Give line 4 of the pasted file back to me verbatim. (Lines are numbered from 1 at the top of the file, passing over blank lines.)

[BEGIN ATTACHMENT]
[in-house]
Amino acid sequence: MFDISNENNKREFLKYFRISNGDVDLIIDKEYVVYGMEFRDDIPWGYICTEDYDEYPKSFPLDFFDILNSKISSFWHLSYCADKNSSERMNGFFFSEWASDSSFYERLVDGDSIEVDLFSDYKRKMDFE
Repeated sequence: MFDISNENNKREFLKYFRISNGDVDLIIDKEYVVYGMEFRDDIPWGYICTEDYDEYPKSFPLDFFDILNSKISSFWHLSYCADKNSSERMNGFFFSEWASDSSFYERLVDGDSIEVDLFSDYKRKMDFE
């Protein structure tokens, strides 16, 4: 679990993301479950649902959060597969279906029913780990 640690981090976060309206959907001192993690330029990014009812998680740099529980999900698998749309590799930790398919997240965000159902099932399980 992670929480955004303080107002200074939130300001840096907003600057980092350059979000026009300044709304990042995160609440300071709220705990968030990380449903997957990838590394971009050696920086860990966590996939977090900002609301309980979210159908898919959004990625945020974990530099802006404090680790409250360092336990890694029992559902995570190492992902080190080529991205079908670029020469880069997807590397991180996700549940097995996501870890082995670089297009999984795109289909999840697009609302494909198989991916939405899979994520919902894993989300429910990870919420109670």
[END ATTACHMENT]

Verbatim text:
């Protein structure tokens, strides 16, 4: 679990993301479950649902959060597969279906029913780990 640690981090976060309206959907001192993690330029990014009812998680740099529980999900698998749309590799930790398919997240965000159902099932399980 992670929480955004303080107002200074939130300001840096907003600057980092350059979000026009300044709304990042995160609440300071709220705990968030990380449903997957990838590394971009050696920086860990966590996939977090900002609301309980979210159908898919959004990625945020974990530099802006404090680790409250360092336990890694029992559902995570190492992902080190080529991205079908670029020469880069997807590397991180996700549940097995996501870890082995670089297009999984795109289909999840697009609302494909198989991916939405899979994520919902894993989300429910990870919420109670």